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A new organization is aiming to study the genetic effects of the ’60s Scoop on the lives of Indigenous peoples and their children.
Representatives from the group ’60s Scoop Legacy of Canada offered an information session at the Brandon Friendship Centre on College Avenue on Thursday, during which they explained the history of the ’60s Scoop and what their study hopes to uncover during the coming years.
The organization has partnered with Dr. Amy Bombay from Dalhousie University in Halifax, Dr. Robyn McQuaid from the University of Ottawa Institute of Mental Health Research and Dr. Cindy Blackstock from the First Nations Child and Family Caring Society to examine the epigenetic effects, or how the environment may alter gene expression, of the ’60s Scoop and residential schools.
"For us, it’s really important," said Katherine Legrange, a Métis woman and one of the co-founders of ’60s Scoop Legacy of Canada.
Legrange grew up in an adopted family from Winnipeg and to this day does not know where her home community is.
She said she often ran away from home as a teenager and had her first child when she was 17.
Despite having a nice upbringing, Legrange said that she believes her actions were due to her need for attachment, not only to her true family but to her true identity.
Legrange moved to British Columbia five years ago and said the drive to start the ’60s Scoop organization came in part because the government wasn’t doing enough to help survivors.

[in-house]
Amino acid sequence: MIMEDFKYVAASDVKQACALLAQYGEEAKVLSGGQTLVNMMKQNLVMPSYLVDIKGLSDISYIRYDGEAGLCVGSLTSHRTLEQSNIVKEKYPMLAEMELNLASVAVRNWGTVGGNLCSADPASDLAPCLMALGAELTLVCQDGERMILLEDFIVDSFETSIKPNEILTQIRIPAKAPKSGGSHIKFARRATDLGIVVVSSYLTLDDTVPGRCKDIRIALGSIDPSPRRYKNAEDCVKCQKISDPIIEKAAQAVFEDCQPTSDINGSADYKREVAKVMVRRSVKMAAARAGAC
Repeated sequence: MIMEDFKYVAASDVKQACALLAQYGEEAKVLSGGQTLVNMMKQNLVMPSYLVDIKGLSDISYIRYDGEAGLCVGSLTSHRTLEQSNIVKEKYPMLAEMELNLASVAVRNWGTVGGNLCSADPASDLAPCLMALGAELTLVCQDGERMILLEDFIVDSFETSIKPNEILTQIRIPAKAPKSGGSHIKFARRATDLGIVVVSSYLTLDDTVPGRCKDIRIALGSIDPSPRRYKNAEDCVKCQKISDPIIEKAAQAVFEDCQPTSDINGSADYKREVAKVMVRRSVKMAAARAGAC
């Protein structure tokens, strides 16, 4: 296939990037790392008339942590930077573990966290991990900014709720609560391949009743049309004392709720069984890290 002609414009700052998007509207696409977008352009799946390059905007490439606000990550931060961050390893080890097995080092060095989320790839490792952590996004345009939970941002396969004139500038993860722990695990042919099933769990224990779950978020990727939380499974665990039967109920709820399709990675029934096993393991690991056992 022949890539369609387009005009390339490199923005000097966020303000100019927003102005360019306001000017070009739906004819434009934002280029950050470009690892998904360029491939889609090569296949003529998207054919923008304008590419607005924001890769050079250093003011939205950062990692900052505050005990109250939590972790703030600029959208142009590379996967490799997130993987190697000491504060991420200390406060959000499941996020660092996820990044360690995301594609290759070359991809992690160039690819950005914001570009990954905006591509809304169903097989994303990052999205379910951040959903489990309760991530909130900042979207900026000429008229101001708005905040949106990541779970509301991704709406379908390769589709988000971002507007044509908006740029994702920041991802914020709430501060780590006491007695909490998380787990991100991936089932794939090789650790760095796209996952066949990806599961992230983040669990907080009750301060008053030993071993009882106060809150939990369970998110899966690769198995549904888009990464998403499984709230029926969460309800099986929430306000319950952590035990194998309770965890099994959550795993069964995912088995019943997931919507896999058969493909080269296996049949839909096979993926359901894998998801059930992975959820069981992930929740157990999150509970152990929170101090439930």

"For us, I mean it feels like we’ve kind of been let down by our government, so that’s where this kind of work really becomes important for us; survivor-driven for survivors," she said.
The ’60s Scoop is the term used to describe the period between the 1960s and 1980s, when Indigenous children were taken from their families and placed in non-Indigenous homes.
Estimates suggest more than 20,000 people were affected nationwide.
The push to start the organization also came after Legrange and fellow co-founder Jeannie Whitebird (Red Eagle) discovered they each had a child with autism.
They wondered if the ’60s Scoop played some genetic role in their children’s conditions and decided to see if they could trace any physical or mental health effects from survivors to that period of time.
Whitebird, who was taken from her home in Rolling River First Nation and adopted by a family in Pennsylvania, said the hope is the data can be used as evidence to show the harms of the ’60s Scoop.
"I carried that trauma and nobody did anything to help me through it, and to this day I still, to a certain degree, through my own healing journey, I’ve had to address those issues. But I had to do it on my own," she said.
Whitebird came back to Canada in 1998 after reconnecting with her biological brother and sister.
The study has yet to start, but the group plans to initiate it in Manitoba.
Legrange said they are also working with the National Centre for Truth and Reconciliation on gathering survivors’ stories, all of which will play into the overall study.
It was also clarified that the work was not part of the $875-million settlement approved by a federal judge in May for First Nations people affected by the ’60s Scoop.
Among the few dozen people in attendance on Thursday was Jason Gobeil, Aboriginal community co-ordinator for the Brandon Urban Aboriginal Peoples’ Council.
Gobeil is part of a committee established last year to help people affected by the ’60s Scoop and said the work being done by Legrange and Whitebird was a great opportunity to open the door for further discussions on the child welfare system.
However, he said the work was still in its early stages and that the co-founders should expect "a lot of questions that are going to be asked by communities."
His advice was for them to tread lightly and not reopen wounds without a plan to help those survivors.
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